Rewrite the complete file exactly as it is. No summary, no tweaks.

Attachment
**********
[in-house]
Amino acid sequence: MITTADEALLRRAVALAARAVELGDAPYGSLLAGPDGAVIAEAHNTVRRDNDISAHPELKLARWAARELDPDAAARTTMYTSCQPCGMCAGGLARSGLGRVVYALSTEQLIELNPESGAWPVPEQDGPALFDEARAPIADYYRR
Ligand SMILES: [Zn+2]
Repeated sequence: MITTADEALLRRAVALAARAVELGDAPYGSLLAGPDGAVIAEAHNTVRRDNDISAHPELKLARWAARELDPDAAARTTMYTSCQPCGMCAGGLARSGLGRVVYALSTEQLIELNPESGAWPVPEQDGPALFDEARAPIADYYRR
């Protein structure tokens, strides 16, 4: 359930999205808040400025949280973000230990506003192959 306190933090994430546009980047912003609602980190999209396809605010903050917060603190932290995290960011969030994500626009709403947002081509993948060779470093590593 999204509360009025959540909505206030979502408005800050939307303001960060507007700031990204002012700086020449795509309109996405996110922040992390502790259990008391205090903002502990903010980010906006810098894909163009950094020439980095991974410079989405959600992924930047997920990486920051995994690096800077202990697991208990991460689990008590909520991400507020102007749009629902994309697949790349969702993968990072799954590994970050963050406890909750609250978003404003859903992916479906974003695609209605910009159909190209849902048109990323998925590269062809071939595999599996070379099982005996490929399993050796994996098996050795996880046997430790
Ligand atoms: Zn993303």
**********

[in-house]
Amino acid sequence: MITTADEALLRRAVALAARAVELGDAPYGSLLAGPDGAVIAEAHNTVRRDNDISAHPELKLARWAARELDPDAAARTTMYTSCQPCGMCAGGLARSGLGRVVYALSTEQLIELNPESGAWPVPEQDGPALFDEARAPIADYYRR
Ligand SMILES: [Zn+2]
Repeated sequence: MITTADEALLRRAVALAARAVELGDAPYGSLLAGPDGAVIAEAHNTVRRDNDISAHPELKLARWAARELDPDAAARTTMYTSCQPCGMCAGGLARSGLGRVVYALSTEQLIELNPESGAWPVPEQDGPALFDEARAPIADYYRR
């Protein structure tokens, strides 16, 4: 359930999205808040400025949280973000230990506003192959 306190933090994430546009980047912003609602980190999209396809605010903050917060603190932290995290960011969030994500626009709403947002081509993948060779470093590593 999204509360009025959540909505206030979502408005800050939307303001960060507007700031990204002012700086020449795509309109996405996110922040992390502790259990008391205090903002502990903010980010906006810098894909163009950094020439980095991974410079989405959600992924930047997920990486920051995994690096800077202990697991208990991460689990008590909520991400507020102007749009629902994309697949790349969702993968990072799954590994970050963050406890909750609250978003404003859903992916479906974003695609209605910009159909190209849902048109990323998925590269062809071939595999599996070379099982005996490929399993050796994996098996050795996880046997430790
Ligand atoms: Zn993303």